Interview Thank You Letters: Sending it to the Right Contact

When sending interview thank you letters, it is very important that you have the correct contact information. The letter won’t do you any good if the interviewer never receives it. If you just cannot remember the specific of the person you interviewed with, below you’ll find some tips to help you out.

Write Down Everything

While many companies only communicate through email when it comes to scheduling interviews, others still use the phone. If you get a call regarding your interview, make sure you write down everything. This includes the date, time, location, and whom you will interview with. You may also want to get a callback number, just in case. You never know when the unexpected might happen. Don’t scribble your notes down on a scratch piece of paper. It can be thrown away too easily. You can put this information to good use when you’re sending out your interview thank you letters.

Grab a Business Card

Many times, there will be a business card holder, either in the lobby or in the interviewer’s office. There is nothing wrong with asking for one the cards. Not only will you have the correct spelling of the interviewer’s name, you will have the right title, address, phone number, and even email. Keep this card handy, as it will become invaluable when you write your interview thank you letters later on.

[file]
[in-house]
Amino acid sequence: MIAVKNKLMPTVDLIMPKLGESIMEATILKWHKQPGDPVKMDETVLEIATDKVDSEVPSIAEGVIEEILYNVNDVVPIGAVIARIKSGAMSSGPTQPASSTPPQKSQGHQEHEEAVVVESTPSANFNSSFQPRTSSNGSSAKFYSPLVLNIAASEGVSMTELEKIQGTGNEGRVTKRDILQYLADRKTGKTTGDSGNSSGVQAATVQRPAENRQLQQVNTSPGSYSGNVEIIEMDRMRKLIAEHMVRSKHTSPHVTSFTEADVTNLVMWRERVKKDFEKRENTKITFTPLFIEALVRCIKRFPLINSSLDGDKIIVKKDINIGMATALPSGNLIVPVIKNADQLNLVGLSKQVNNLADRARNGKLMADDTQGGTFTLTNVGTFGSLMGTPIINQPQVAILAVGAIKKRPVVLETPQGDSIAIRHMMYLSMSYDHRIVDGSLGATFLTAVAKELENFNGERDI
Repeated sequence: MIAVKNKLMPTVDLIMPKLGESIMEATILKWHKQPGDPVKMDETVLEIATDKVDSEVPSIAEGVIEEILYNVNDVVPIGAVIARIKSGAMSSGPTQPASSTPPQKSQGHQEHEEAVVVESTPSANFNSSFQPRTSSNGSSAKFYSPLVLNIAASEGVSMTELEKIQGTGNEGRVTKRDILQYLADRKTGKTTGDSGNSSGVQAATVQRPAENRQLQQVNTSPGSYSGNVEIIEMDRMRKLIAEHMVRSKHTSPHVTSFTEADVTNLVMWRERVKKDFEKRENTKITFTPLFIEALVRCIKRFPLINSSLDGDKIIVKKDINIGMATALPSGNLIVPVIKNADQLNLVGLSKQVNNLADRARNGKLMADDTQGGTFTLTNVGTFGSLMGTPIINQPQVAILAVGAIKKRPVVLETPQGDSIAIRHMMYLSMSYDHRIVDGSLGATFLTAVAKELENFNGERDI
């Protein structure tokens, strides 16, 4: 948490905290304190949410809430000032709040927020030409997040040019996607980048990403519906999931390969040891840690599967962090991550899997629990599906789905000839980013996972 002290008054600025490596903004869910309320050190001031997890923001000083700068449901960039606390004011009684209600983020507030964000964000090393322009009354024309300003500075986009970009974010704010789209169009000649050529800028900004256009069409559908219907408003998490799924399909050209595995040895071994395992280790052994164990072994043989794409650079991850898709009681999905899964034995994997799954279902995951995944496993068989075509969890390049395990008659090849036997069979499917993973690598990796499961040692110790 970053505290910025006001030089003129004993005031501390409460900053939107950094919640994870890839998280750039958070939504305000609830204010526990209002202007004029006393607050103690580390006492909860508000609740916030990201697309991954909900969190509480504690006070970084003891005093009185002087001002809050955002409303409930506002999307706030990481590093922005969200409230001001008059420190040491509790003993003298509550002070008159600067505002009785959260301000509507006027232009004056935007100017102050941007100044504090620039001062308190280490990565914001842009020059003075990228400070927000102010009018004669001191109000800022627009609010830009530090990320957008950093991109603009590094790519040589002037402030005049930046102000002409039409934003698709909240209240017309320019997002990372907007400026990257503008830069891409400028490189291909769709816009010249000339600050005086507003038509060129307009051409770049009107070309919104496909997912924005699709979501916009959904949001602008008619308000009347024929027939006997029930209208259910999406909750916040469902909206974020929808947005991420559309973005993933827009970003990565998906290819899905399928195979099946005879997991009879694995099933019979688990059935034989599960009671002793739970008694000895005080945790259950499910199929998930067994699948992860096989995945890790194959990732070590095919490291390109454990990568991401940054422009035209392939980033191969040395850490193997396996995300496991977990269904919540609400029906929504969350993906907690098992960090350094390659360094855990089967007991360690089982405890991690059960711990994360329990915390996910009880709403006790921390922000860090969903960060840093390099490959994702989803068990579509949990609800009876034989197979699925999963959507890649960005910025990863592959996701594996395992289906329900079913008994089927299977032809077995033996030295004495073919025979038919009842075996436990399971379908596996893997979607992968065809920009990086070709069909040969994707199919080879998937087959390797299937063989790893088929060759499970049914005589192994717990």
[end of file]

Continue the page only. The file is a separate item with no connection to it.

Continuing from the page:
Check Out the Company Website

There really aren’t too many companies that don’t have a website. It’s become one of the best advertising mediums a business can use and as long as the information is kept current, a great place to gather facts about the company. If you cannot remember the interviewer’s contact information, you may be able to pull if off the company website. Be careful, though. If the website isn’t current, you could end up with the wrong title or email address. Your interview thank you letters won’t do you a bit of good if the interviewer doesn’t receive them.

When All Else Fails…

You can always call the company. If you’re not sure how to ask for the information you need, it’s best to do so directly. If there is a receptionist or if the interviewer has a secretary, that is your best chance at quietly finding out what you need. Don’t call the interviewer directly, if you can help it. This is only makes you appear unprofessional. Most employers would hope that those they interviewed would pay close attention to details such as the name of the person they interviewed with.

A Few Final Thoughts

Interview thank you letters are often disregarded simply because not everyone sends them anymore. However, it can actually turn the tables in your favor if the decision on who to hire is rather close. Imagine learning that someone else was offered the job simply because they took the time to send this letter. It doesn’t take much time and the benefits can be well worth it. Remember to proofread the letter carefully, too. Now is not the time to for a misspelled word to leave a bad impression.

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